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  • Rethinking the "Corse in clot":Cleanness, Filth, and Bodily Decay in Pearl
  • Katherine H. Terrell

Near the end of the Dreamer's vision in the Pearl, the Pearl Maiden elucidates a crucial, but critically underinterrogated, relationship between two of the poem's central images, the pearl and the corpse. Explaining her harmonious companionship with the other pearl maidens, she declares that

Lasse of blysse may non vus bryng perle vpon oure bereste,For of mote neuer myngeOf spotlez perlez beren creste. oure corses in clottez clynge,And remen for wythouten reste,We hauen cnawyng;Of on dethe ful oure hope is drest.1

For the Maiden, the pearl symbolizes spiritual purity and cleanness. She and her companions in heaven-who are chiefly characterized through their association with the pearl and its attendant virtues-are [End Page 429] unable even to think of "mote," or discord, and thus are kept free of any "mote," or blemish, on their spiritual purity. In token of this incorruptibility, they appropriately bear "spotlez" pearls. And although her reference to the maidens' corpses may appear to contrast strikingly with this image of purity, the Maiden clearly intends to draw a different kind of contrast: between the maidens' heavenly knowledge and joy and the earthly matters-their own corpses and the Dreamer's grief-that they have transcended. From her lofty perspective, the Maiden finds both the corpses and the grief equally irrelevant, and she seems to bring up this detail at all only to illustrate for the Dreamer the wide divergence in their perspectives on death. She views only "on dethe" as having a claim on her attention: the death of Christ, with its implied resurrection and consequent defiance of bodily corruption. Meanwhile, the Dreamer "remen[s] for " at her demise, languishing in a grief perpetuated by his own, radically different, understanding of the images of pearl and corpse, both of which he applies to the lost infant body that occupies the center of his mourning.

Although the Maiden and the Dreamer at times radically disagree in their interpretations of the pearl and the corpse, they both tend to link the two images together in a relationship that remains crucial to both characters' understanding of their universe. In her beatific stability, the Maiden naturally understands the proper relationship of things according to Christian doctrine and never sways from the position outlined above. But for the Dreamer, the relationship of pearl to corpse is a greatly vexed issue. Like the Maiden, he uses the pearl image to signify purity and cleanness, yet he applies these characteristics primarily to his daughter's corporeal form. Consequently, he views the image of the corpse as the corruption of that form-as a representation of filthy putrefaction and impurity that seems to degrade her bodily perfection. For him, the two images embody a tension between notions of cleanness and filth that is fundamental to his grief, and this misapprehension proves to be one of the main stumbling blocks in his ability to accept comfort. In order for the Dreamer to profit from his vision and to be enabled to turn his attention, as the Maiden does, to that "on dethe" that offers him hope, the images of pearl and corpse must be reconciled and their attendant connotations of cleanness and filth, recontextualized.2 I [End Page 430] would argue that the poem's examination of death, grief, and Christian consolation hinges upon this tension and its resolution.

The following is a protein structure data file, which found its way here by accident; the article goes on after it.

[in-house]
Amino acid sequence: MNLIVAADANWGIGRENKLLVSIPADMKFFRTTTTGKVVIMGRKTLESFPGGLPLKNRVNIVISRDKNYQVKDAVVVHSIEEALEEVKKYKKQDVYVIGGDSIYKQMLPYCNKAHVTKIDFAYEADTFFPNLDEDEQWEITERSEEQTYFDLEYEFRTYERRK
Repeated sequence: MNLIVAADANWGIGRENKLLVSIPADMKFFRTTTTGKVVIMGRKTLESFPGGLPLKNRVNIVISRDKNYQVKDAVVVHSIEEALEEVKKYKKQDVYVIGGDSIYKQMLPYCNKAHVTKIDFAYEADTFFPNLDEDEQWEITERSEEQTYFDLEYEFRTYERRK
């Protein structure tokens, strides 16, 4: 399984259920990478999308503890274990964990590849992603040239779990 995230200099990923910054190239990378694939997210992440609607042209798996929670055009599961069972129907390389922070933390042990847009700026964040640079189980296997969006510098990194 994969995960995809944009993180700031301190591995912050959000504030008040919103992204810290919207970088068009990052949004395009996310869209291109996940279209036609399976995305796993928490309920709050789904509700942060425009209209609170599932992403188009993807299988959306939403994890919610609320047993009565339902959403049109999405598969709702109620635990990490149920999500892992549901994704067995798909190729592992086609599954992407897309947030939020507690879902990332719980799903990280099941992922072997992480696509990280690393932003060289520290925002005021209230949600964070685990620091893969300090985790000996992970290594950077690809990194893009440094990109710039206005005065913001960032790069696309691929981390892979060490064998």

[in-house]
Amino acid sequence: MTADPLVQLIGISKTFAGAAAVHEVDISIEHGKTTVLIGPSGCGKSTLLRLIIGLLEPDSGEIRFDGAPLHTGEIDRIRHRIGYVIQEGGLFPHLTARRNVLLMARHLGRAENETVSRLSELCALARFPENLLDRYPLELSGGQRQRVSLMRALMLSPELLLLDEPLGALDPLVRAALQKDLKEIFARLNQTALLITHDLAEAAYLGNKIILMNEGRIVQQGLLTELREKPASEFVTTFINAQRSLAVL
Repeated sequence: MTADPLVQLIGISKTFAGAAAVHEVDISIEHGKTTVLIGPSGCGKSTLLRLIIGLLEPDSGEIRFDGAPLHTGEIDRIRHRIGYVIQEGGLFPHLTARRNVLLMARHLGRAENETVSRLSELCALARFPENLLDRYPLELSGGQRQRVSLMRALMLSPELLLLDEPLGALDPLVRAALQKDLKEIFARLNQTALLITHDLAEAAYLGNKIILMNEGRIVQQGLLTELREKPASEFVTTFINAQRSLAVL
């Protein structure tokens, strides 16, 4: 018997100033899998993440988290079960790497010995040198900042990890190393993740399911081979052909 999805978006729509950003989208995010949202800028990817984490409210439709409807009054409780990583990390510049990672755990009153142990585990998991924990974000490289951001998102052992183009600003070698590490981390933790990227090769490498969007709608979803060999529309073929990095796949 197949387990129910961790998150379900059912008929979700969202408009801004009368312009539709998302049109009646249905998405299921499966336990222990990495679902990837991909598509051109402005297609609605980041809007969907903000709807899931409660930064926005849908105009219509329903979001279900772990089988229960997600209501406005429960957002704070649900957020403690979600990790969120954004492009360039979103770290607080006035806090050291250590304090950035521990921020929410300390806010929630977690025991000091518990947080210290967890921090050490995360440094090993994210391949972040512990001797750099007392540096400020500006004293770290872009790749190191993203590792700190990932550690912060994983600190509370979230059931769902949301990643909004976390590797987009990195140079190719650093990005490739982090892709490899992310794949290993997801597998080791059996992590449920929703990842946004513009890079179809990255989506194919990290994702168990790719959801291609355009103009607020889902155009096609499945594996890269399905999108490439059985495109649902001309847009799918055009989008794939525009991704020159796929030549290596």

Within this tension I see the corpse and pearl as bearing equal importance, yet most Pearl criticism has tended to replicate the Maiden's heaven-centered viewpoint, preferring to focus on the symbol of the pearl while setting the corpse aside as largely irrelevant to the meaning of the poem.3 Even Patricia Kean, who remarks that "no interpretation which does not take account of the new-made grave of the poem can be seriously considered," offers only a brief discussion of the grave and the decaying body.4 Since the publication of Kean's book in 1967, there has been little critical interest in the corpse.5 It is occasionally mentioned in passing, but there is a notable lack of sustained discussion...


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